(Bermuda) The Board was asked as to the interpretation of Bermudan statutes, and whether the the respondents’ auditors had standing to challenge the winding up order in answer to an appliation by the liquidators.

Lord Neuberger, Lord Mance, Lord Clarke, Lord Sumption, Lord Collins
[2014] UKPC 35, [2014] WLR(D) 475
Bailii, WLRD, Bailii Summary
England and Wales
Cited by:
See AlsoSingularis Holdings Ltd v Pricewaterhousecoopers PC 10-Nov-2014
(Bermuda) Liquidators of two companies sought information from the companies’ former auditors, and in particular their working papers. . .

Lists of cited by and citing cases may be incomplete.

Insolvency

Updated: 20 November 2021; Ref: scu.538670

Macmillan and Company Limited v K and J Cooper: PC 14 Dec 1923

(Bombay)

[1923] UKPC 90
Bailii
England and Wales
Citing:
CitedWalter v Lane HL 6-Aug-1900
Reporter of Public Speech Owns Copyright I
A reporter attended a speech by Lord Rosebery. His report of the speech was republished in the Times after another journalist who had not been present published a verbatim copy. He claimed a copyright in the work he produced.
Held: The first . .

Lists of cited by and citing cases may be incomplete.

Intellectual Property

Updated: 19 November 2021; Ref: scu.422801

MacFoy v United Africa Company Limited (West Africa): PC 27 Nov 1961

Service Outside Rules – Irregular not a Nullity

The act of delivery of a statement of claim in the long vacation of the Supreme Court of Sierra Leone was only voidable and not void; it was only an irregularity and not a nullity.
Lord Denning said: ‘The defendant here sought to say, therefore, that the delivery of the statement of claim in the long vacation was a nullity and not a mere irregularity. This is the same as saying that it was void and not merely voidable. The distinction between the two has been repeatedly drawn. If an act is void, then it is in law a nullity. It is not only bad, but incurably bad. There is no need for an order of the court to set it aside. It is automatically null and void without more ado, though it is sometimes convenient to have the court declare it to be so. And every proceeding which is founded on it is also bad and incurably bad. You cannot put something on nothing and expect it to stay there. It will collapse.’ No Court had ever attempted to lay down a decisive test for distinguishing between nullities and irregularities, but a useful one was whether, if ‘the other side waived the flaw in the proceedings or took some fresh step after knowledge of it . . [c]ould he afterwards in justice complain of the flaw?’ If the other side could complain despite the subsequent step, the ‘flaw’ was a nullity.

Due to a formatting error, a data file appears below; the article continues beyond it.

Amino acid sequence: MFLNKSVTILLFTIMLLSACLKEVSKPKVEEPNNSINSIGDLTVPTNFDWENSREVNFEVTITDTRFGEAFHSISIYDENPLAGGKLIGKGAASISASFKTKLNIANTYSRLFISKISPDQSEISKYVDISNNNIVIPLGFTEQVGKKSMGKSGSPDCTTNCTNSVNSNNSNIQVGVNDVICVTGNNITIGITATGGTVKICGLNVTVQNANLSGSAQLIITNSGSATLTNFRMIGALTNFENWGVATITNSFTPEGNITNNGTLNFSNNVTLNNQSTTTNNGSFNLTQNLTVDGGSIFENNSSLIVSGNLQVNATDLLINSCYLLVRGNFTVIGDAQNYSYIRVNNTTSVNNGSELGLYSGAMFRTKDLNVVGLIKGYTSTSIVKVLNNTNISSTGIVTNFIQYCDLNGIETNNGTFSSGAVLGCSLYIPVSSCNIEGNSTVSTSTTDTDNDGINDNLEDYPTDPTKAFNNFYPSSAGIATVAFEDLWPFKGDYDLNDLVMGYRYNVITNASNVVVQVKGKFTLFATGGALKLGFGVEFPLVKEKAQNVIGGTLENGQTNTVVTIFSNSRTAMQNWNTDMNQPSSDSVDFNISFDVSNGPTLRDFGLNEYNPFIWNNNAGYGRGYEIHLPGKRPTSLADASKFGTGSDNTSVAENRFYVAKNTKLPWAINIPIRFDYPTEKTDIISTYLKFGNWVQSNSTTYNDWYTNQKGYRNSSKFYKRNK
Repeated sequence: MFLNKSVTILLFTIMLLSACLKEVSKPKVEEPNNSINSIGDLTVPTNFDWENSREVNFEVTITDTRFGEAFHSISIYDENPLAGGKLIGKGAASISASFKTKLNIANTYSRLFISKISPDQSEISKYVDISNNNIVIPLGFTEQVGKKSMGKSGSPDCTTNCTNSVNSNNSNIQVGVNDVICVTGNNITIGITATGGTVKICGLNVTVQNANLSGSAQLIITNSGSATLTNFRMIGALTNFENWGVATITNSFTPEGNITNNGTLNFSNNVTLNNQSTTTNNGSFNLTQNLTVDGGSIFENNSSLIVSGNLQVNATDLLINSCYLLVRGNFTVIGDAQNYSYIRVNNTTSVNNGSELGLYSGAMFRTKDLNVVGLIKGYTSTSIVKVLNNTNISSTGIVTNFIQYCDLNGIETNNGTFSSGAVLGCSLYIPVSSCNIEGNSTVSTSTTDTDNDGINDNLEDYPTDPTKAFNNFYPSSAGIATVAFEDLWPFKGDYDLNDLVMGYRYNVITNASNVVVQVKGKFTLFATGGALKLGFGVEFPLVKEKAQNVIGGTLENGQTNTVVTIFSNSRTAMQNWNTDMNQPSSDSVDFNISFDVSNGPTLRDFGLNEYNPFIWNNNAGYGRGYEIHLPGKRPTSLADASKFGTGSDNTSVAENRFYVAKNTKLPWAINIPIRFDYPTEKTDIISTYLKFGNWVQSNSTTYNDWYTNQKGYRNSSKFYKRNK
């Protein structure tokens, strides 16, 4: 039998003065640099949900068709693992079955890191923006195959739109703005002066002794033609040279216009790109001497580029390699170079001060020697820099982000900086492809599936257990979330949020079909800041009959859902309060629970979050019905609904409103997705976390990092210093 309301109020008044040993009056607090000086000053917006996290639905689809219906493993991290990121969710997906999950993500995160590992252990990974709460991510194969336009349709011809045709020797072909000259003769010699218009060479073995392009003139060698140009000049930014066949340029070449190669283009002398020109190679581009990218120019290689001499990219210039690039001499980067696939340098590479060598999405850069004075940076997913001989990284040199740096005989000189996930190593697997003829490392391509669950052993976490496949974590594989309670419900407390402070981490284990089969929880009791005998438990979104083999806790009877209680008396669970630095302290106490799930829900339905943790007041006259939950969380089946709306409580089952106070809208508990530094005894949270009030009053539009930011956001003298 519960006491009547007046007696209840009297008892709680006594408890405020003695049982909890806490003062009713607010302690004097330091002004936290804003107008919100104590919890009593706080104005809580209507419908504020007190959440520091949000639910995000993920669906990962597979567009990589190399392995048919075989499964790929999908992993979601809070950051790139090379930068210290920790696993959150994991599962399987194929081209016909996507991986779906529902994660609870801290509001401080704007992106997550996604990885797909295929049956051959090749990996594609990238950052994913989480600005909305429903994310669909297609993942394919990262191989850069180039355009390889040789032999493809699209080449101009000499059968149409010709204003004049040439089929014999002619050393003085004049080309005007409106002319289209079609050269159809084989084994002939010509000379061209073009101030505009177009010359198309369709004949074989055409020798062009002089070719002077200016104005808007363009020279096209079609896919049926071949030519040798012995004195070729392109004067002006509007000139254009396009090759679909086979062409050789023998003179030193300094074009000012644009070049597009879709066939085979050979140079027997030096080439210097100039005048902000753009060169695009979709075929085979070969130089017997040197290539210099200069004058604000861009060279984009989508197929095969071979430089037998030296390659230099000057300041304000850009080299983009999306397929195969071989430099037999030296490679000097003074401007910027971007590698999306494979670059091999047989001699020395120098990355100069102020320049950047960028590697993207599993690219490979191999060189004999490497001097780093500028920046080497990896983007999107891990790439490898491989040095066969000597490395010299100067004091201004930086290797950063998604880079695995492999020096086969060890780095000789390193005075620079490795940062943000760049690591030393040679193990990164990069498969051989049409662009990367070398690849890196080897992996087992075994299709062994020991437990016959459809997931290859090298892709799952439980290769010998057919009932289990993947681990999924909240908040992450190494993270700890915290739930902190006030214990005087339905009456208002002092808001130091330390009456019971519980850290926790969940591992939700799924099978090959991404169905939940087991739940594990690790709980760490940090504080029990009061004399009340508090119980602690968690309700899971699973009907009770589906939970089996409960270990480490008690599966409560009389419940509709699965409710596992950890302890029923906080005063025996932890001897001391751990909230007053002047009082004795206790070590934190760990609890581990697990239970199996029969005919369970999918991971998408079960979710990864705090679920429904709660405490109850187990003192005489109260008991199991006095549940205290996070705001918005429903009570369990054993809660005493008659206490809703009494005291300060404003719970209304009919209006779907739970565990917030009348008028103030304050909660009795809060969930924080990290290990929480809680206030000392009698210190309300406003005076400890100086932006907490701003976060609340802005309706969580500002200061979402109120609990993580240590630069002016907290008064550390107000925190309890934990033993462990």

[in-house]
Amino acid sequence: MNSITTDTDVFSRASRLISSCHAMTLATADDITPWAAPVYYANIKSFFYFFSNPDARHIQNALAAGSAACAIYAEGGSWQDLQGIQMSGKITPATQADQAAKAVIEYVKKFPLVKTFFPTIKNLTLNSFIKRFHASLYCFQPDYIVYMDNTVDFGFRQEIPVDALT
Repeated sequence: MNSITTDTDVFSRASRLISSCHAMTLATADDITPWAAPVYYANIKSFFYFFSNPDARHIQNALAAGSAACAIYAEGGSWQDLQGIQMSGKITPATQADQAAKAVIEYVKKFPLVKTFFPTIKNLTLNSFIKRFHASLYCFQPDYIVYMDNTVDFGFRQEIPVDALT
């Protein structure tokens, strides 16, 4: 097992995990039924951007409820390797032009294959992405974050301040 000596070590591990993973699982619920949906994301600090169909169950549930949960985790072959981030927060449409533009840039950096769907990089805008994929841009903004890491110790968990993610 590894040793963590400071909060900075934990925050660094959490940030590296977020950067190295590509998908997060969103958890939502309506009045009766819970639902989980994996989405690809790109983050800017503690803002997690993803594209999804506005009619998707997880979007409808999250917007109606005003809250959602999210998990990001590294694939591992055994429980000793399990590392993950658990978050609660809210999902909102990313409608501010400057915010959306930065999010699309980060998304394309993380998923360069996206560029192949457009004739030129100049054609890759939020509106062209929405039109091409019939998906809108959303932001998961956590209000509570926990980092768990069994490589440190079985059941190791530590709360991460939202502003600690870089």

Lord Denning
[1961] UKPC 49, [1962] AC 152, [1961] 3 All ER 1169
Bailii
Commonwealth

Litigation Practice

Updated: 19 November 2021; Ref: scu.445332

Cukurova Finance International Ltd and Another v Alfa Telecom Turkey Ltd: PC 29 Jul 2013

(British Virgin Islands)

Lord Neuberger, Lord Mance, Lord Clarke, Lord Sumption, Lord Carnwath
[2013] UKPC 25
Bailii
Citing:
See AlsoCukurova Finance International Ltd and Another v Alfa Telecom Turkey Ltd PC 5-May-2009
(British Virgin Islands) Shares in two companies incorporated under the BVI Business Companies Act 2004, Cukurova Finance International Ltd and Cukurova Telecoms Holdings Ltd were provided as security under two sets of equitable mortgages, one set . .
See AlsoCukurova Finance International Ltd and Others v Alfa Telecom Turkey Ltd PC 23-May-2012
(British Virgin Islands) Interlocutory issue as to who should manage the affairs of the Turkcell mobile telephone business pending the Board’s final adjudication (after a hearing which should take place this autumn) on the rights and wrongs of what . .
See AlsoCukurova Finance International Ltd and Another v Alfa Telecom Turkey Ltd PC 30-Jan-2013
(British Virgin Islands) The claimant sought to recover shareholdings given in charge.
Held: There was an event of default, which entitled ATT to accelerate the loan and to appropriate – or forfeit – the charged shares, but that relief against . .
See AlsoCukurova Finance International Ltd and Another v Alfa Telecom Turkey Ltd PC 9-Jul-2013
British Virgin Islands . .

Cited by:
CitedCukurova Holding As v Sonera Holding Bv PC 13-May-2014
(British Virgin Islands) The appellant sought to have set aside the Final Decision of an arbitrator. . .

Lists of cited by and citing cases may be incomplete.

Commonwealth

Updated: 18 November 2021; Ref: scu.514149

Lower Hutt City Council v Bank: 1974